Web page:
Installing a Hogue Monogrip on a Smith & Wesson K/L Frame Revolver

Installing a Hogue Monogrip on a Smith & Wesson K/L Frame Revolver

The Hogue monogrip is one of the most popular and affordable revolver grips in the world.  Whether your existing grips are worn out, poorly matched to your hand size, or you just plain want to try something different, it’s hard to beat the mono.

In this article we’ll be taking a look at how to install one on a Smith and Wesson K or L frame revolver, in this case one of my 686’s.  This is a very simple job that anyone can tackle, so let’s get to it.

Grip Style

The first thing you need to determine is what style of revolver you’ve got.  Shown in the video above are a 629 and 686; although they are the same frame style of gun, notice that the bottom of one is rounded, while the other is squared off.  The rounded frame shown above is called a round-bottom and requires a round-bottom grip.  Conversely the squared frame displayed in the same video is called a square-bottom, and similarly requires it’s own square-bottom grip.  It’s important to check your gun prior to purchasing the replacement as these two grips are not compatible with one-another.


As I’ve elected to install the grip on my 686, a square-bottom design, that’s the grip style I’ve purchased.  As you can see in the video, the contents of this kit include the grip itself, as well a mounting stirrup and screw.


The grip is made from a soft but durable rubber with a very nice molded pattern that helps the shooter maintain a good purchase on the revolver.  That’s key to successful revolver shooting, particular with powerful rounds like the .357 magnums used in this firearm.  Likewise, you’ll find this material is far more cushioned than the stock grips, which helps to reduce the felt-recoil, and make this a more enjoyable gun to shoot.


Installation is incredibly simple.  With the existing grips removed, the operator begins by placing the stirrup over the bottom strap of the handle, and positioning it over one end of the stock pin.  It’s a bit tricky at first, but the stirrup is made from a very resilient spring steel that allows for some degree of bending.  Once the first side of the pin is in place, the user can perform the same action with the other side until the stirrup is securely fastened.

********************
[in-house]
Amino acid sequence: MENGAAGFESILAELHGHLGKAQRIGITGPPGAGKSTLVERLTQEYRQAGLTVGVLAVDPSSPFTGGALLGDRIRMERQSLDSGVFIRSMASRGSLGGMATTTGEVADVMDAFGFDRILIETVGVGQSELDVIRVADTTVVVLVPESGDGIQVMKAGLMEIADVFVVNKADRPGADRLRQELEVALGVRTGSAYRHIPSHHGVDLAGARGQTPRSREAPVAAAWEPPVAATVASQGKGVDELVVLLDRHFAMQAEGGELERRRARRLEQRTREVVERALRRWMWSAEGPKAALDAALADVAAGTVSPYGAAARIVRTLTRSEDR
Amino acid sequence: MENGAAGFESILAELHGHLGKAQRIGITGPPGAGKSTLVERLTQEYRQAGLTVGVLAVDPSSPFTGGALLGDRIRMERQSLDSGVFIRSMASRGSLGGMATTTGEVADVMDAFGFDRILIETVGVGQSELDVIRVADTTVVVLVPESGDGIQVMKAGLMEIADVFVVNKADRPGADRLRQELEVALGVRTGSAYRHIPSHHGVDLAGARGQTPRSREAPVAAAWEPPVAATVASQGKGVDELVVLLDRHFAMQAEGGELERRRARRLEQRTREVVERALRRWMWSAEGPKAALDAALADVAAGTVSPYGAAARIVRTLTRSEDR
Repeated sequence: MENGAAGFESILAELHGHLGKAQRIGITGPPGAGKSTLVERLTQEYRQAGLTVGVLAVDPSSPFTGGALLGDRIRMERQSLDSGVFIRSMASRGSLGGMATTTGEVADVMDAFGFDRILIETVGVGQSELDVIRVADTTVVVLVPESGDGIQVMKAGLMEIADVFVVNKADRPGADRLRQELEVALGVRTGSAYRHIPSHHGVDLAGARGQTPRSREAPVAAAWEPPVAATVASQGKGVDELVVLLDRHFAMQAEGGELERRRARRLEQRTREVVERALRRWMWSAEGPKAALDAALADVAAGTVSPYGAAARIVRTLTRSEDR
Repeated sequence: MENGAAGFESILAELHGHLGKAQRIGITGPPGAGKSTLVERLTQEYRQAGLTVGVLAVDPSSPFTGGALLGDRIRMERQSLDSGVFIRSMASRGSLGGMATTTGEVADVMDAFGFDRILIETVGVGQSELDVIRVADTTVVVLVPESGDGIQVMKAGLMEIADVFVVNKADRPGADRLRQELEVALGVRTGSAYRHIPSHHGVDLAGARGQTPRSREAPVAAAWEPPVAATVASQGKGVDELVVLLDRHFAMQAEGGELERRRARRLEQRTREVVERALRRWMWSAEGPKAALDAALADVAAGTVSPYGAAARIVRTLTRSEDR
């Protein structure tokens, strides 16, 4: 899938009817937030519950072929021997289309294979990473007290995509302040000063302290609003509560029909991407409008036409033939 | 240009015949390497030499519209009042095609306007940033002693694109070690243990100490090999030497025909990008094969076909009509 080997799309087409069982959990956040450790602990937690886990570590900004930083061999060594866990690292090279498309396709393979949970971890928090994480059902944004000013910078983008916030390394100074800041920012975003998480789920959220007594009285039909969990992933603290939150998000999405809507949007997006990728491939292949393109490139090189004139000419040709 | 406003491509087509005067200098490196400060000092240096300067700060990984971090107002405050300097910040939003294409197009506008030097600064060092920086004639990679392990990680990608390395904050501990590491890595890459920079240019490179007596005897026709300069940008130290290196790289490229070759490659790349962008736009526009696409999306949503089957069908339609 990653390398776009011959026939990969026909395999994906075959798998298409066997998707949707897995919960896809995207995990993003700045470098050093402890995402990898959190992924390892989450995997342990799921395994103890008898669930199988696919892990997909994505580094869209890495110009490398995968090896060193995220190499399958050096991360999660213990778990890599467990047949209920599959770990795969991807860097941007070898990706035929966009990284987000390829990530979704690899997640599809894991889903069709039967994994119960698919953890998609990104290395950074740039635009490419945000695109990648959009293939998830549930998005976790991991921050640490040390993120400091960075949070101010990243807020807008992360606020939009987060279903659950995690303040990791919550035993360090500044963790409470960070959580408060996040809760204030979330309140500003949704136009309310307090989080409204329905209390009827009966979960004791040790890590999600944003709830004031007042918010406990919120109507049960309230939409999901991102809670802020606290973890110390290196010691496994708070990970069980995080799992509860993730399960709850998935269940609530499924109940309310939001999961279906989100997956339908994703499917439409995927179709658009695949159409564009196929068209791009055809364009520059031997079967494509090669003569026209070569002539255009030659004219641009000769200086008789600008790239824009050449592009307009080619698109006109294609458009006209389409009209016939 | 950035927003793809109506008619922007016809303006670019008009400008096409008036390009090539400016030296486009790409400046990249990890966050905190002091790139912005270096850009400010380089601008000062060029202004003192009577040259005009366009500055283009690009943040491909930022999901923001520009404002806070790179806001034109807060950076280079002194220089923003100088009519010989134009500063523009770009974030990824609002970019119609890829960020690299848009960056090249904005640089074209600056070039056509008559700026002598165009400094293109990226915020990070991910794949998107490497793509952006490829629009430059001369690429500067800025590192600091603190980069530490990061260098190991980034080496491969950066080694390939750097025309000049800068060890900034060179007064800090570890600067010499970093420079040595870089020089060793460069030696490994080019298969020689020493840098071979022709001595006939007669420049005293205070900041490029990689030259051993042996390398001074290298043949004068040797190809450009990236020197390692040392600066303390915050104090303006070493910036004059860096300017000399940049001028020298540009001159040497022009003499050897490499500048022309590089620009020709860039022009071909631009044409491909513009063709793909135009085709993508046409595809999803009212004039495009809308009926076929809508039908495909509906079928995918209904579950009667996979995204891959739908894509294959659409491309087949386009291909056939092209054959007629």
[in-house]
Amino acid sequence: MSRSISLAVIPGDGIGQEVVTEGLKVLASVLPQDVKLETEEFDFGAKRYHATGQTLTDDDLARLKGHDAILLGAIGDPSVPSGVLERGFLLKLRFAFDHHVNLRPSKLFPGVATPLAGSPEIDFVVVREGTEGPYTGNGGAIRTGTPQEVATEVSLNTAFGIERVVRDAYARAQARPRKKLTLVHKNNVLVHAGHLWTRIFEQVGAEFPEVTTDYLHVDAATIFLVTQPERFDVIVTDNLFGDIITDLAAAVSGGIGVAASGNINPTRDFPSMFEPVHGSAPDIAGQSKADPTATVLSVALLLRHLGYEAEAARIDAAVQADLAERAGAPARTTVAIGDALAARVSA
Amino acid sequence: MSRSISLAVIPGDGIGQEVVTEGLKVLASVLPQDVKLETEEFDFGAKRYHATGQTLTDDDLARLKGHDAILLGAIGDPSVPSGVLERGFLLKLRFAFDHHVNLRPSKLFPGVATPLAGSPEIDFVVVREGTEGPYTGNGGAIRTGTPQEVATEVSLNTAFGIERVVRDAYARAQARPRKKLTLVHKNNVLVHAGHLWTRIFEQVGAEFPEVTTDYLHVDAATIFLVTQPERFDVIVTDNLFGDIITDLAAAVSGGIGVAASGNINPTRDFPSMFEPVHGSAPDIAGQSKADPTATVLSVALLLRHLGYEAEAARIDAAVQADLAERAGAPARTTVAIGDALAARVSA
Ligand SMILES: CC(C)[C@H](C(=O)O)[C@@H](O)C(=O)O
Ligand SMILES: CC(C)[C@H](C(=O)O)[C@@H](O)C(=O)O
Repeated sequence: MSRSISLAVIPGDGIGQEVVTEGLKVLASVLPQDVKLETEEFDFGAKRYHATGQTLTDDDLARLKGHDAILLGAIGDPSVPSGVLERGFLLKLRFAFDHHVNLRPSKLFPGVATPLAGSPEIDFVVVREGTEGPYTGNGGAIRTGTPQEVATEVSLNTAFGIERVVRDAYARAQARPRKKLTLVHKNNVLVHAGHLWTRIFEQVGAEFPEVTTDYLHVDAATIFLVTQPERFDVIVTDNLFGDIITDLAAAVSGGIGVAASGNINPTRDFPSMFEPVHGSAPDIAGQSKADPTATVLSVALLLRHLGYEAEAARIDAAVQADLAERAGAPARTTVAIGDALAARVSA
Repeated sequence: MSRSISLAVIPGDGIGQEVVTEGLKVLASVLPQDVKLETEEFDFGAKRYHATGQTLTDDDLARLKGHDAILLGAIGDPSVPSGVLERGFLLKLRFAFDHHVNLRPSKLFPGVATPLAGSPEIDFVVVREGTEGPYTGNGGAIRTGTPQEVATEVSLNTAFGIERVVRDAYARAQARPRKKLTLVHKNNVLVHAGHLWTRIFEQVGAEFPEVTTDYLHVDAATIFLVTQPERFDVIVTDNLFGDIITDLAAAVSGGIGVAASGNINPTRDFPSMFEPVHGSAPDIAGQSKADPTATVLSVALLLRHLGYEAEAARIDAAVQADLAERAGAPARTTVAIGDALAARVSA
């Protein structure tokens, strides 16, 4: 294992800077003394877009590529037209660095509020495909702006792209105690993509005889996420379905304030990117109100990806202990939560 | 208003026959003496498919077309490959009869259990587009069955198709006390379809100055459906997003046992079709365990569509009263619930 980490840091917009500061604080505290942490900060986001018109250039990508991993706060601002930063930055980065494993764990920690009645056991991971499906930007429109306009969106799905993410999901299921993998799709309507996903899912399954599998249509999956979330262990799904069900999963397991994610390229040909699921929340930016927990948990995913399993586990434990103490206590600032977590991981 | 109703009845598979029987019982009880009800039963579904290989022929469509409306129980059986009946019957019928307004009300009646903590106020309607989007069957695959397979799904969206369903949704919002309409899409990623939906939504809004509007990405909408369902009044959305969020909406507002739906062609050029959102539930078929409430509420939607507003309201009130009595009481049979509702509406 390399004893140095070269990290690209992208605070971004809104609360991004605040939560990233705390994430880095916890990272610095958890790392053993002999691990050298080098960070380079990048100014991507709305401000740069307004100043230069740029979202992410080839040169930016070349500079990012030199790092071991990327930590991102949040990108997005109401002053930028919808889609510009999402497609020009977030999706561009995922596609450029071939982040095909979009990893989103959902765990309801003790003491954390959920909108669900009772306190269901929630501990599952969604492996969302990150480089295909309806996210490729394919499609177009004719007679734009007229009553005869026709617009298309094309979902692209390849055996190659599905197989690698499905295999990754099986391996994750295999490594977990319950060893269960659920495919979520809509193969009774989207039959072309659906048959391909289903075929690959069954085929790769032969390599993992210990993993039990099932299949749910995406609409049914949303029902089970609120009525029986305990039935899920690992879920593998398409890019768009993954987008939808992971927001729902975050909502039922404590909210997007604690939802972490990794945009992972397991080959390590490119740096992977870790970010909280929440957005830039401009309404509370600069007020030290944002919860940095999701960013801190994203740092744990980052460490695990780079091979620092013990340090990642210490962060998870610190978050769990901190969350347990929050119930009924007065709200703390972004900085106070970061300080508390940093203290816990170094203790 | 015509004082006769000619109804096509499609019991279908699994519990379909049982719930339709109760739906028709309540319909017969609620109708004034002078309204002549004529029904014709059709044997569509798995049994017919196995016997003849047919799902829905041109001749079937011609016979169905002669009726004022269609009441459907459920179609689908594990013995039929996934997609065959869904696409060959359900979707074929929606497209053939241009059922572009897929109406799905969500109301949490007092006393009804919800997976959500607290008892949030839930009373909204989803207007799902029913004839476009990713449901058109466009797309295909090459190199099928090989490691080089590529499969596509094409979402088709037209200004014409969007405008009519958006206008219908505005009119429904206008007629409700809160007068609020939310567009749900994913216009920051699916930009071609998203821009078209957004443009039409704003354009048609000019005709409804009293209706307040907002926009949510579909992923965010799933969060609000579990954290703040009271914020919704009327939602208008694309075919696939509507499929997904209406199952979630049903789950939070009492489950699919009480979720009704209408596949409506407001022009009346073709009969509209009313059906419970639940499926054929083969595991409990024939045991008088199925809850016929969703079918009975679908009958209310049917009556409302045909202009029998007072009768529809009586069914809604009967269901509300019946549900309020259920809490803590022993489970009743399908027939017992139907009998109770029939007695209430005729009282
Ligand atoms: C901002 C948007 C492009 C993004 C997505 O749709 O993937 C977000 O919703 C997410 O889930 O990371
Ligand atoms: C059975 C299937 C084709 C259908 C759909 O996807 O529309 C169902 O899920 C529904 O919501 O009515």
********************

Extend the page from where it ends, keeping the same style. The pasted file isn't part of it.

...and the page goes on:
Next the operator uses a slot screwdriver to remove the retention screw from the stirrup.

Taking a closer look at the inside of the grip in the video above, you’ll see a pair of channels on either side.  With the stirrup as vertical as possible, the operator lines the stock pin up with these channels, and slowly works the grip onto the revolver. Remember that the stirrup needs to fit inside the channels pointing downwards, so go slowly, and take your time to avoid damaging it.  As the grip eventually comes to a stop, the user will see some space between the gun and the grip.  No cause for alarm here, as that slack will be taken up when the mounting screw is attached.

Finally the operator flips the revolver over, and inserts the slot screw through the hole in the base of the grip and into the stirrup.  The user can now snug it up (being careful not to over-tighten).  If a visual cue is required, the user can determine that the grip is tight enough by confirming the remaining space between it and the firearm has closed.


And that’s all there is to installing a Hogue monogrip on a Smith & Wesson K or L frame revolver.  For the price of them, the monogrip is an excellent way to not only spruce up a revolver that’s seen better days, but also improve comfort and handling.

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